Steve Gietka, who lives in Hammonton, worked for the Trump Organization from 1985 until the end of 2011. During the last three years of his tenure, he was the vice president of entertainment overseeing entertainment at the three properties. During the last decade, Gietka booked the 1980s pop stars into the Trump casinos, including Billy Idol, Pat Benatar and Cyndi Laupter. Gietka was there long enough to start booking the 1990s acts, including the pop vocal group Backstreet Boys in June 2010 into the Taj.

Gietka, who now runs his own company SMG Entertainment, has said that nostalgia for the music of one's youth usually kicks in 20 to 25 years after first hearing it.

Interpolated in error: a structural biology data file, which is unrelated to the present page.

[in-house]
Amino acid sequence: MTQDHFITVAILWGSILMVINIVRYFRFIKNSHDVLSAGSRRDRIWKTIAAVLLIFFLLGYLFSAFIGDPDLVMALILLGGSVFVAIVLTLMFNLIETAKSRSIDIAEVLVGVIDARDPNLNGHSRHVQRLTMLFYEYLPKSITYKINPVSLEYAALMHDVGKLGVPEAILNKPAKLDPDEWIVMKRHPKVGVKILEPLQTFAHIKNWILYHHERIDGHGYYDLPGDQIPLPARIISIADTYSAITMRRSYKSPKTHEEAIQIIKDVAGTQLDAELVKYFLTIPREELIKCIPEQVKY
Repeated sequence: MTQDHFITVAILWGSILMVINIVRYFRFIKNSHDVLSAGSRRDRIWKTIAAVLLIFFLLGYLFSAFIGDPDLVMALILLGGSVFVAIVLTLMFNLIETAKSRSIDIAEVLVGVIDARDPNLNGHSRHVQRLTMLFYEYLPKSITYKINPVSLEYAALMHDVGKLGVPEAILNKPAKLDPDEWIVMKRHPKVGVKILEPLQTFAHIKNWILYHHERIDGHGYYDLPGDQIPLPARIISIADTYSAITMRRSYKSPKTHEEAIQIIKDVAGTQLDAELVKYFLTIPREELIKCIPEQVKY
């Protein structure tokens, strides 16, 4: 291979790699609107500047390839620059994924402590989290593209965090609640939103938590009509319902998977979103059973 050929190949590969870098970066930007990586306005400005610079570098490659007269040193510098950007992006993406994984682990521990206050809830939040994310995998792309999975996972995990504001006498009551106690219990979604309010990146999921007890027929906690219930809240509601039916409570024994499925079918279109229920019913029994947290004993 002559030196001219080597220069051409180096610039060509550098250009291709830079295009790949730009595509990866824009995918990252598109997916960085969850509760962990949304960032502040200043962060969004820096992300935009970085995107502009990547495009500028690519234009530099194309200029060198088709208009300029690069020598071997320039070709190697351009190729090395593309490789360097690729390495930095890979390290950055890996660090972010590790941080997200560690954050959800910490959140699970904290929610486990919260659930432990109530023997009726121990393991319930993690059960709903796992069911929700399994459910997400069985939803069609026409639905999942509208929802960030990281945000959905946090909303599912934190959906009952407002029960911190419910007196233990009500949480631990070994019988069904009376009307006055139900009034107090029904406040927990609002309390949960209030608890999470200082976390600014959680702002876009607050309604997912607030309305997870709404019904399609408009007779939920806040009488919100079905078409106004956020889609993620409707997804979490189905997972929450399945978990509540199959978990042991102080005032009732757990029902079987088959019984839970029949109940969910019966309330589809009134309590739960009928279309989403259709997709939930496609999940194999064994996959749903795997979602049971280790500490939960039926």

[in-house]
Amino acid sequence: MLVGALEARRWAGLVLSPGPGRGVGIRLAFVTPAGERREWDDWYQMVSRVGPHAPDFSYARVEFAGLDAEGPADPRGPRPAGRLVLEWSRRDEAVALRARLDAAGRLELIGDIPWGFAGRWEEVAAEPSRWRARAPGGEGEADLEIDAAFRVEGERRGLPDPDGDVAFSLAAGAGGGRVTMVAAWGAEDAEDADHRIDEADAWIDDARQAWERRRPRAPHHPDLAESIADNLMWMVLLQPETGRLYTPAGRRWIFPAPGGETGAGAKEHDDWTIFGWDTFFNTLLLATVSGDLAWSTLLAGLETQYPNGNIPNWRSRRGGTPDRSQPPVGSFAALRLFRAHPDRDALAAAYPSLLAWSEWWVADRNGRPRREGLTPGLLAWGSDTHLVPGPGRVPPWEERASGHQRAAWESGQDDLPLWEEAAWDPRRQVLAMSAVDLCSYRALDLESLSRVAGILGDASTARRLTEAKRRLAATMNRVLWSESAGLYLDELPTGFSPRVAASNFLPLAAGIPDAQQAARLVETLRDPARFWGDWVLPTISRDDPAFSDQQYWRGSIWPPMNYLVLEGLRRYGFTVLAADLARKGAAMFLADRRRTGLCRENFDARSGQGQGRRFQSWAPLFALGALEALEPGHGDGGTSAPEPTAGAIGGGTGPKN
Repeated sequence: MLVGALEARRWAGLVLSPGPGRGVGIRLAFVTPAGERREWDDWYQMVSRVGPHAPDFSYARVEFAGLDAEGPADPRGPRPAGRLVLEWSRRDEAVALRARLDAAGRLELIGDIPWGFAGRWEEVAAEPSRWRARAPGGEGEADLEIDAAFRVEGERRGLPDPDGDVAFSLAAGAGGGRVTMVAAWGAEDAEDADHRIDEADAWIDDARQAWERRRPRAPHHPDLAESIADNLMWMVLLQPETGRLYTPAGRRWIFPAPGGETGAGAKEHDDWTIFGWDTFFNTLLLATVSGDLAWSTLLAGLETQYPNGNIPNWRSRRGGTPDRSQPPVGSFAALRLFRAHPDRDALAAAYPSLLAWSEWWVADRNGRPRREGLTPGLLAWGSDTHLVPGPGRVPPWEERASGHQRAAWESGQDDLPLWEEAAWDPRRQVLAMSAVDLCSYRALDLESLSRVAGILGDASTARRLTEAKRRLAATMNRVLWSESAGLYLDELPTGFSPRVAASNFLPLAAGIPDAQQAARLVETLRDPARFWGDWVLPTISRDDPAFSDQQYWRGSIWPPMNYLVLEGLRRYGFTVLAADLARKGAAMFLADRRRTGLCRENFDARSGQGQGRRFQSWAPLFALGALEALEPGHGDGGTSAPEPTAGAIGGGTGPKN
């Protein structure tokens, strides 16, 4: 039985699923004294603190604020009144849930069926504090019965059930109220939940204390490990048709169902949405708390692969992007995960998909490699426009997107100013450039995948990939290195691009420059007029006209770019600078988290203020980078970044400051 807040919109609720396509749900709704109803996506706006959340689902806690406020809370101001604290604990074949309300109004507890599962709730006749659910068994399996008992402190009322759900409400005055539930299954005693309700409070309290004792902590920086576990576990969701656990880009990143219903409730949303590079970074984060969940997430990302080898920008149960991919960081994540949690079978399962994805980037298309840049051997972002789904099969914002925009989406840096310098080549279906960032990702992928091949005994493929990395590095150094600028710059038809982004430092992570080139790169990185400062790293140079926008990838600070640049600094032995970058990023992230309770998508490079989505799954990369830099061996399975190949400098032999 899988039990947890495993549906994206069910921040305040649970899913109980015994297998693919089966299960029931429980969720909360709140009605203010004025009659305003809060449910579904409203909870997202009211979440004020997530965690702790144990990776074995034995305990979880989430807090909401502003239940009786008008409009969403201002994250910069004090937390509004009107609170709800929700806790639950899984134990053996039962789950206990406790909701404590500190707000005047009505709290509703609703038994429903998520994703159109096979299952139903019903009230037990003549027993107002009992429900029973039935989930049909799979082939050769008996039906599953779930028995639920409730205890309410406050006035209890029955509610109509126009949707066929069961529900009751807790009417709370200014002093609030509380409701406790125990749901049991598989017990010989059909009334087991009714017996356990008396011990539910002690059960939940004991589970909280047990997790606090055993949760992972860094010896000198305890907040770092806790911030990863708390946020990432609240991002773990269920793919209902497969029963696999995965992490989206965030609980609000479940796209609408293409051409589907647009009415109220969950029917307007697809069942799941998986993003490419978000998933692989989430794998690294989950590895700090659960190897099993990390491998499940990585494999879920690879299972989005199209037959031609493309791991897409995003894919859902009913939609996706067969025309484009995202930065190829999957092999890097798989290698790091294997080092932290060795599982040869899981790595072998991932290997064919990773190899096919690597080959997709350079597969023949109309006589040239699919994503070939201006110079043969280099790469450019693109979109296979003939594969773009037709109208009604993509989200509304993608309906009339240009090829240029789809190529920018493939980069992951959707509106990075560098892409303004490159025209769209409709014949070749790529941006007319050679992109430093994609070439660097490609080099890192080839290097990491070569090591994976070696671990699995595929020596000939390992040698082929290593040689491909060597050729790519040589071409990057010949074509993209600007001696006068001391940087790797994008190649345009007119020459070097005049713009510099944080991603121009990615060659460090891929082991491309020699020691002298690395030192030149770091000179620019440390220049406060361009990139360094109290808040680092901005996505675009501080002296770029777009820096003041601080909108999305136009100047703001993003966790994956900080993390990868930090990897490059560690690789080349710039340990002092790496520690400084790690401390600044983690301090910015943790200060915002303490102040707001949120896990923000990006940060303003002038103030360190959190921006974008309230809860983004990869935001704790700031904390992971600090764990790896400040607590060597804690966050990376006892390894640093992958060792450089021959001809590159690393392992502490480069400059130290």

"A lot of people that I know... they only listen to the music that was popular when they started riding around in cars and listening to music between 16- and 20-years-old," Gietka said. "When they hit about 40-years-old, they are not looking forward much more. They are self absorbed in the present and kind of looking back and missing the old days."

Besides the headline acts that perform in the Music Hall at the House of Blues Atlantic City, most of the acts that play for free in the Party Pit at the Showboat were performers, who are big in the 1990s, including Gin Blossoms, Fastball, Candlebox and Sponge.

Since most of them have been rock acts, the shows have been promoted on mainstream rock station WMGM-FM in Linwood.

The sweet spot of WMGM listeners for its advertisers are those people ranging from the late 20s to mid 40s, which would cover many of the listeners who see the 1990s as their music, said Paul Kelly, vice president of broadcast operations for Longport Media, which owns WMGM.